The Piazza del Popolo is one of Rome’s many large public squares. This piazza is in the northern part of central Rome. The architect of the present-day piazza, built in the early 19th century, removed some existing structures to alter the shape from a trapezoid to a larger circular shape. While the piazza used to be a thoroughfare for cars, it is now a pedestrian-only zone.
The center of the Piazza del Popolo is marked by an Ancient Egyptian obelisk, and on one side of the piazza are two matching churches - Santa Maria dei Miracoli and Santa Maria in Montesanto - one on each side of one of the streets leading from the piazza. The two churches are not exact copies of one another, but their features are so similar that they provide a symmetrical anchor to that end of the piazza.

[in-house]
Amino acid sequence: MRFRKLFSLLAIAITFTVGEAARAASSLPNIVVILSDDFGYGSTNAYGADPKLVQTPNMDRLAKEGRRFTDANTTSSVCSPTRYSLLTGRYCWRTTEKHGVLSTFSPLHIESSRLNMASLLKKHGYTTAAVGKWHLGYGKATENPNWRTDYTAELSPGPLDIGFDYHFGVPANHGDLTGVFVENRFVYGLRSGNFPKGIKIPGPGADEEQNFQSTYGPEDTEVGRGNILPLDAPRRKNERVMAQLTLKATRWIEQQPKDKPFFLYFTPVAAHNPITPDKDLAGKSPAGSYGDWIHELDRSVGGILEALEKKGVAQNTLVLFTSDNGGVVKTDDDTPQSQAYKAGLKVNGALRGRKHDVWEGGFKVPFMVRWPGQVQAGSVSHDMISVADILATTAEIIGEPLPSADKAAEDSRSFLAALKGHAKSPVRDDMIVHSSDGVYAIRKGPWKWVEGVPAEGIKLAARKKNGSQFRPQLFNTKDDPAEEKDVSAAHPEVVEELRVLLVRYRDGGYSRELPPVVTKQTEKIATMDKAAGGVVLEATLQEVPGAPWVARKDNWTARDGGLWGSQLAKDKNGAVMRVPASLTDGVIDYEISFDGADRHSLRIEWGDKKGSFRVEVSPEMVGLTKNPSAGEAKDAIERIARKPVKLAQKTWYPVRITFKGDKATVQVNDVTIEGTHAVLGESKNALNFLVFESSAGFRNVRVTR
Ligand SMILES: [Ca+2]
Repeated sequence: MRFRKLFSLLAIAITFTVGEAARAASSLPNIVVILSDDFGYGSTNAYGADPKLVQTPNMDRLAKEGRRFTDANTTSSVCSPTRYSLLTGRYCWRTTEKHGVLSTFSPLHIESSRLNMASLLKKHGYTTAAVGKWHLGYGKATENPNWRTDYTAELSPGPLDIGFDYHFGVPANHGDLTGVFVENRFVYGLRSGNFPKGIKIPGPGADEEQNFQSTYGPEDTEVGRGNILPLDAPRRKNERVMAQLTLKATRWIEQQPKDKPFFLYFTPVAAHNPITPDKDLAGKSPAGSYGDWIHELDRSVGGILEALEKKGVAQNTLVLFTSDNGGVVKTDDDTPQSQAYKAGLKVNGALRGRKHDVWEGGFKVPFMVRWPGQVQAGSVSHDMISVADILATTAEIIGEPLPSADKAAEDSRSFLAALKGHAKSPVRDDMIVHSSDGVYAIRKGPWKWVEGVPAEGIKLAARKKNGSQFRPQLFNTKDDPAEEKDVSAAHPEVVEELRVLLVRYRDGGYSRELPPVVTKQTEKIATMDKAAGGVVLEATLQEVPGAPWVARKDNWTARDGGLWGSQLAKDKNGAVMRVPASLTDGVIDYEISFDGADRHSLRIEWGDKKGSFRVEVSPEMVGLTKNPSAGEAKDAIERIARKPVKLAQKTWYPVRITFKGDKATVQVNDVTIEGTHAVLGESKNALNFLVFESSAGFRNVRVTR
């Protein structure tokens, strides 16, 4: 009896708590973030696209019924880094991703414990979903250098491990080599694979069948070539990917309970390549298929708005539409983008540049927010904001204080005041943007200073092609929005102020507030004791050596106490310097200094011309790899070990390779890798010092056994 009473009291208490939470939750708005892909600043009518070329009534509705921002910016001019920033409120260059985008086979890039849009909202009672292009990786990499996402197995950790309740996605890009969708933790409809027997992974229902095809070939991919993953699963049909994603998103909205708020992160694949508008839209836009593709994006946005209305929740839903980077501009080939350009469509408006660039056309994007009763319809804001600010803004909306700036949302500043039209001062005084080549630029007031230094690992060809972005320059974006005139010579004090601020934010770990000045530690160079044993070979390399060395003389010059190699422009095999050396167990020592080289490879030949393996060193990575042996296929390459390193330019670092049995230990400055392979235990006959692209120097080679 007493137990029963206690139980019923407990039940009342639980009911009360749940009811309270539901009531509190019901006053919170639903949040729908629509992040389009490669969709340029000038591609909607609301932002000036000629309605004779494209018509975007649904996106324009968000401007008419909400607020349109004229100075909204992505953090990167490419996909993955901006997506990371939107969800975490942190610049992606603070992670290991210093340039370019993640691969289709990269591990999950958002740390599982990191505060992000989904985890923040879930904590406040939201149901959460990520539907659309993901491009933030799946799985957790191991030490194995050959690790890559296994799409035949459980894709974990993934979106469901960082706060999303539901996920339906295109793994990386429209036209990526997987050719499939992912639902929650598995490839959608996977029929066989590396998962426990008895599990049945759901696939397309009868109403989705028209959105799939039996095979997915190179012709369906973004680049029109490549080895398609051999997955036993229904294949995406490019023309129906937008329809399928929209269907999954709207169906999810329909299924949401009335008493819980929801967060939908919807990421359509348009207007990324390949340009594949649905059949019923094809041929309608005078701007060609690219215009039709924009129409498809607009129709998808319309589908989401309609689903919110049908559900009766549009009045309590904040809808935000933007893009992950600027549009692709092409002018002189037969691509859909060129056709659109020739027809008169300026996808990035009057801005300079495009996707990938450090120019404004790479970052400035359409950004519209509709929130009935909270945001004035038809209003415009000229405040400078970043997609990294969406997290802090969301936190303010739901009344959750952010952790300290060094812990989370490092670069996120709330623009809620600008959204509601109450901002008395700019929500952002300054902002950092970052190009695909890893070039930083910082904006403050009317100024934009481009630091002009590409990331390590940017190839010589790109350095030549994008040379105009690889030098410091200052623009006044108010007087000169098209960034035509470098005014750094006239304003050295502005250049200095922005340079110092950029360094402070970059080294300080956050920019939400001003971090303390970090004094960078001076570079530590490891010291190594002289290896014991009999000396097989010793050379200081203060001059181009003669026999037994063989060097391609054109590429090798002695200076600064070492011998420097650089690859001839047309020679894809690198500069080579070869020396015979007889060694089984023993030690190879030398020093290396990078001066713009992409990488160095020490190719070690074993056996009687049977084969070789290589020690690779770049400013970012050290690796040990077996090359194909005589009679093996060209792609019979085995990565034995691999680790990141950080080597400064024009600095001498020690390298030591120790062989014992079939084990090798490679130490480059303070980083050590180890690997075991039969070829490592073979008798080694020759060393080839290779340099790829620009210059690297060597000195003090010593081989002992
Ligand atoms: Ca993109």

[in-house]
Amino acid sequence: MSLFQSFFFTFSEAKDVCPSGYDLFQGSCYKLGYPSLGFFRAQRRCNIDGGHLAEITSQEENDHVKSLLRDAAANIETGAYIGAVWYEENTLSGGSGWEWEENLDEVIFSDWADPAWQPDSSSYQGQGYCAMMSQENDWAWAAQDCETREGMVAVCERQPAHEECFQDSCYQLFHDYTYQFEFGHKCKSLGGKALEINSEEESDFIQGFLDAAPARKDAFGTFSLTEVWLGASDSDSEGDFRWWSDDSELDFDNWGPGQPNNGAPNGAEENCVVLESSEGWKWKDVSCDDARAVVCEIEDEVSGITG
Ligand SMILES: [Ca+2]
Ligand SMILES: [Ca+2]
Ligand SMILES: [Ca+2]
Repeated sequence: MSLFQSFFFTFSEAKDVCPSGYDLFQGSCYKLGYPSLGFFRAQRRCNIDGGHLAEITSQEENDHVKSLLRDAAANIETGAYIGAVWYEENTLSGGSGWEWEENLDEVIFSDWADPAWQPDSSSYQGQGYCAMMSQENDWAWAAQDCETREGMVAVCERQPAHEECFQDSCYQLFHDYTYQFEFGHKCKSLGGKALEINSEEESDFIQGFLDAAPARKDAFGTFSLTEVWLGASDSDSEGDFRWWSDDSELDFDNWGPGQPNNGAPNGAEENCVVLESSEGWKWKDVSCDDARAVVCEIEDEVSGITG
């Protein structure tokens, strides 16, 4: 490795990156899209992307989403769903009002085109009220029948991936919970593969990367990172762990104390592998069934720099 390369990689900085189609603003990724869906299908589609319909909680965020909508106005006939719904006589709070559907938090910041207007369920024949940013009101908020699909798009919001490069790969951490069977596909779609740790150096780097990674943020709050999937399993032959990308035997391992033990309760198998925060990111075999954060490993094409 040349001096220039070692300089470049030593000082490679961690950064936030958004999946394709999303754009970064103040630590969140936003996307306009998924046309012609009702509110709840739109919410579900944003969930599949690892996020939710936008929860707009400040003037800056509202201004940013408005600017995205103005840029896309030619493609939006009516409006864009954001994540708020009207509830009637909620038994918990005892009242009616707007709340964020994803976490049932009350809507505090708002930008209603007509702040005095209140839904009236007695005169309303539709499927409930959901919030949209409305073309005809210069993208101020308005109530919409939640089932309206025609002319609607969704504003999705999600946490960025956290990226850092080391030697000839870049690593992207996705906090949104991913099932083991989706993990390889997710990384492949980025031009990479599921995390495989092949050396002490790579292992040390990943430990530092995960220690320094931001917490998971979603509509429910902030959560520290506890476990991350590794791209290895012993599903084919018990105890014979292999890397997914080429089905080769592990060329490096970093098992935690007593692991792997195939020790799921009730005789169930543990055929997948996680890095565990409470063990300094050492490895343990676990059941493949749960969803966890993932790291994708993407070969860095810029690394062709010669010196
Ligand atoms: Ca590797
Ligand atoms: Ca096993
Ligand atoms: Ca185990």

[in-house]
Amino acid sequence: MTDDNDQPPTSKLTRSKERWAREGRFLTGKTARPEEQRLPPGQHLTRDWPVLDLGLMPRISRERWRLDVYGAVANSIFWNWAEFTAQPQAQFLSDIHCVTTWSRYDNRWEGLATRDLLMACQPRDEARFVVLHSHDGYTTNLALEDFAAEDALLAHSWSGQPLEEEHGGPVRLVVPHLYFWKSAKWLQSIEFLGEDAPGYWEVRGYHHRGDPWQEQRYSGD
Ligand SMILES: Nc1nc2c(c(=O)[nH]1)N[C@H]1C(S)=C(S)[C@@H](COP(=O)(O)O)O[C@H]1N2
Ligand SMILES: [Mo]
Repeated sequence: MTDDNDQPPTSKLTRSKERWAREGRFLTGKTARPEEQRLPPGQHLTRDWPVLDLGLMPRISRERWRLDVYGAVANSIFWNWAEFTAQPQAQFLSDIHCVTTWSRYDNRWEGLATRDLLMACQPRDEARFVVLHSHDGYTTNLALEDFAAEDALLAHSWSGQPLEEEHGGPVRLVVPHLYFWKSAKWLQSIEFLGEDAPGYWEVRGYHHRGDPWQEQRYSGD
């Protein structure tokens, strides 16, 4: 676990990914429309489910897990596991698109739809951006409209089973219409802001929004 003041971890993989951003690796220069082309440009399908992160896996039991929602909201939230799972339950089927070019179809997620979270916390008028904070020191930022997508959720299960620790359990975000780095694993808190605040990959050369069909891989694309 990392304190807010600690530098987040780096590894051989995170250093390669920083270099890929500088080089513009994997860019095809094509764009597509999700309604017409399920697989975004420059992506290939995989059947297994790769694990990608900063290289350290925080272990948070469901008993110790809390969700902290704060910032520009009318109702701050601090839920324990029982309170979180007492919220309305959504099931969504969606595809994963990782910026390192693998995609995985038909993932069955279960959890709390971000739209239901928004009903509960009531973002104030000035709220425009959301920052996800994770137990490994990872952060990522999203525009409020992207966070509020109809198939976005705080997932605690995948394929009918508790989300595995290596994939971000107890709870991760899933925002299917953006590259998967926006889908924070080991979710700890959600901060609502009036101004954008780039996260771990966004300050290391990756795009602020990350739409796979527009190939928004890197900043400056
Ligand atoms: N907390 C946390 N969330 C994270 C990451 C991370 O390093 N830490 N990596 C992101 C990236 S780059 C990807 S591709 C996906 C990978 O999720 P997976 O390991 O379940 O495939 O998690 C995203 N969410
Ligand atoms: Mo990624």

A third church on the Piazza del Popolo is also dedicated to the Virgin Mary, and is one of the main tourist draws on the piazza. The Basilica of Santa Maria del Popolo is a 15th century church that is home to several works of art by masters - Raphael, Bernini, and Caravaggio among them.